Deserts / Geology and Resources

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U. S. Department of the Interior / U. S. Geological Survey

Deserts:
Geology and Resources

by A. S. Walker

Great Sand Dunes National Monument, Colorado (photograph by John Keith).

Great Sand Dunes National Monument, Colorado (photograph by John Keith).

Beauty is before me

And beauty behind me,

Above and below me hovers the beautiful,

I am surrounded by it,

I am immersed in it.

In my youth I am aware of it,

And in old age

I shall walk quietly

The beautiful trail.

from a Navajo benedictory chant describing the desert

Cacti dominate the Sonoran Desert vegetation near Tucson, Arizona (photograph by Peter Kresan).

Cacti dominate the Sonoran Desert vegetation near Tucson, Arizona (photograph by Peter Kresan).

What Is a Desert?

Approximately one-third of the Earth’s land surface is desert, arid land with meager rainfall that supports only sparse vegetation and a limited population of people and animals. Deserts—stark, sometimes mysterious worlds—have been portrayed as fascinating environments of adventure and exploration from narratives such as that of Lawrence of Arabia to movies such as “Dune.” These arid regions are called deserts because they are dry. They may be hot, they may be cold. They may be regions of sand or vast areas of rocks and gravel peppered with occasional plants. But deserts are always dry.

Ripples on a dune in the Gran Desierto, Mexico (photograph by Peter Kresan).

Ripples on a dune in the Gran Desierto, Mexico (photograph by Peter Kresan).

Deserts are natural laboratories in which to study the interactions of wind and sometimes water on the arid surfaces of planets. They contain valuable mineral deposits that were formed in the arid environment or that were exposed by erosion. Because deserts are dry, they are ideal places for human artifacts and fossils to be preserved. Deserts are also fragile environments. The misuse of these lands is a serious and growing problem in parts of our world.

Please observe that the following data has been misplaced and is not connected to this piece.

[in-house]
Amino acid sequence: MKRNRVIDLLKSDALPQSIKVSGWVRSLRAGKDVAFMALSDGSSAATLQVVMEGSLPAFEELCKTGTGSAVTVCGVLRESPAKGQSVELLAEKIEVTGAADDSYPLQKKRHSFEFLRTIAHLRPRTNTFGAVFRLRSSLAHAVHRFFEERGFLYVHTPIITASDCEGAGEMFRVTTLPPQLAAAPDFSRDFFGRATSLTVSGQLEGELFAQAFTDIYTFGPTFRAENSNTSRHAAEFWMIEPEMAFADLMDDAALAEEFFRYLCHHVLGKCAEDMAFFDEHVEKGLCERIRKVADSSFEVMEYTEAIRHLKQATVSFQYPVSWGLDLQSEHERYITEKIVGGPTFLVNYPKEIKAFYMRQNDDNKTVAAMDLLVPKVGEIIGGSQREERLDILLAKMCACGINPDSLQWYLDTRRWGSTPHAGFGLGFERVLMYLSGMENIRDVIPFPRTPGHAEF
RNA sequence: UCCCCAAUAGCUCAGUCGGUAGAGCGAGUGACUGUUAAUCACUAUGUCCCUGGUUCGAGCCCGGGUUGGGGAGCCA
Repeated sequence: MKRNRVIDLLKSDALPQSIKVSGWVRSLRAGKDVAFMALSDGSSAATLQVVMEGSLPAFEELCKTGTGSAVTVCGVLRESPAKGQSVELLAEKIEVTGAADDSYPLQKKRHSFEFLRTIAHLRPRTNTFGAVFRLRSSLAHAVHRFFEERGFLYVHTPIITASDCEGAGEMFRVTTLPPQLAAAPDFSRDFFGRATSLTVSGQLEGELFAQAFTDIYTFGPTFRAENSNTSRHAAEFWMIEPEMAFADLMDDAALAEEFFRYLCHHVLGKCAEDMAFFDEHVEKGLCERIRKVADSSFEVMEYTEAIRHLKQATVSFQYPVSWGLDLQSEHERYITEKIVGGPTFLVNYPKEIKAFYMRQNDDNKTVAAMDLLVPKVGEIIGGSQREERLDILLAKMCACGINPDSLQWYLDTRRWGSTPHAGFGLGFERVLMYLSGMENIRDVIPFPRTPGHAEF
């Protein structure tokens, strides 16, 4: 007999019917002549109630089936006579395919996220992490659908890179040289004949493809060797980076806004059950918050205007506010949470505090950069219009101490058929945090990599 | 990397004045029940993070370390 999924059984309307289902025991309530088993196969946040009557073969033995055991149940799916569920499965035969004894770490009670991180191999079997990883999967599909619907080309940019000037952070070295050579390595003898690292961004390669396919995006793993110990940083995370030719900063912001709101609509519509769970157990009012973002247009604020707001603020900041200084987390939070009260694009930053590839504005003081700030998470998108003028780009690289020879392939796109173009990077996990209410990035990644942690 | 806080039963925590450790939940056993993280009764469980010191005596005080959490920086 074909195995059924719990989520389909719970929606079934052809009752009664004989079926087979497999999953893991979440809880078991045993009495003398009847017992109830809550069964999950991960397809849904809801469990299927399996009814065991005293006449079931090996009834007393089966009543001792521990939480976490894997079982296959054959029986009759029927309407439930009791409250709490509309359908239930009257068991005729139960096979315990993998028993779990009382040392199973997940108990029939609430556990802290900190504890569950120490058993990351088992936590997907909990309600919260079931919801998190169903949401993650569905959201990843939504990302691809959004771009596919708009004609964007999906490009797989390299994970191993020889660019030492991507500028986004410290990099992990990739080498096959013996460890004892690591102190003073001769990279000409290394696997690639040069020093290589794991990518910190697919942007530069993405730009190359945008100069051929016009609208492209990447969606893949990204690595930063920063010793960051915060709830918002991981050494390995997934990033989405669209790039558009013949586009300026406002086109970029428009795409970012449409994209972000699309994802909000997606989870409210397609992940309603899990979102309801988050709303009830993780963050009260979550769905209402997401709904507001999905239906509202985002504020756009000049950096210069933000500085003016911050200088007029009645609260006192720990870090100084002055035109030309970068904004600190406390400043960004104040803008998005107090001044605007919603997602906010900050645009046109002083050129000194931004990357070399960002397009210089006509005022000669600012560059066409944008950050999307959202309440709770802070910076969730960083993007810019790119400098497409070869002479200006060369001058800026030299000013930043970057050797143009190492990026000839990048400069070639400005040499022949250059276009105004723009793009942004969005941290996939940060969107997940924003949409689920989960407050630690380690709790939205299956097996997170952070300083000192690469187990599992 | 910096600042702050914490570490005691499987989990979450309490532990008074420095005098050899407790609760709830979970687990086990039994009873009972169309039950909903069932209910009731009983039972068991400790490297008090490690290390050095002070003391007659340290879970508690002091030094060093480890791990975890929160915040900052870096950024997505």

DISTRIBUTION OF NON-POLAR ARID LAND (after Meigs, 1953)

DISTRIBUTION OF NON-POLAR ARID LAND (after Meigs, 1953)

[Higher-resolution map]

There are almost as many definitions of deserts and classification systems as there are deserts in the world. Most classifications rely on some combination of the number of days of rainfall, the total amount of annual rainfall, temperature, humidity, or other factors. In 1953, Peveril Meigs divided desert regions on Earth into three categories according to the amount of precipitation they received. In this now widely accepted system, extremely arid lands have at least 12 consecutive months without rainfall, arid lands have less than 250 millimeters of annual rainfall, and semiarid lands have a mean annual precipitation of between 250 and 500 millimeters. Arid and extremely arid land are deserts, and semiarid grasslands generally are referred to as steppes.

Gran Desierto of the Sonoran Desert, Mexico. Surrounding the dark 25-kilometer-long and 5-kilometer-wide Sierra del Rosario mountains (upper right) are dunes and sheets of sand.

Gran Desierto of the Sonoran Desert, Mexico. Surrounding the dark 25-kilometer-long and 5-kilometer-wide Sierra del Rosario mountains (upper right) are dunes and sheets of sand.

How the Atmosphere Influences Aridity

We live at the bottom of a gaseous envelope—the atmosphere—that is bound gravitationally to the planet Earth. The circulation of our atmosphere is a complex process because of the Earth’s rotation and the tilt of its axis. The Earth’s axis is inclined 23½° from the ecliptic, the plane of the Earth’s orbit around the Sun. Due to this inclination, vertical rays of the Sun strike 23½° N. latitude, the Tropic of Cancer, at summer solstice in late June. At winter solstice, the vertical rays strike 23½° S. latitude, the Tropic of Capricorn. In the Northern Hemisphere, the summer solstice day has the most daylight hours, and the winter solstice has the fewest daylight hours each year. The tilt of the axis allows differential heating of the Earth’s surface, which causes seasonal changes in the global circulation.

The circulation pattern of the Earth’s atmosphere. Most of the nonpolar deserts lie within the two trade winds belts.

The circulation pattern of the Earth’s atmosphere. Most of the nonpolar deserts lie within the two trade winds belts.

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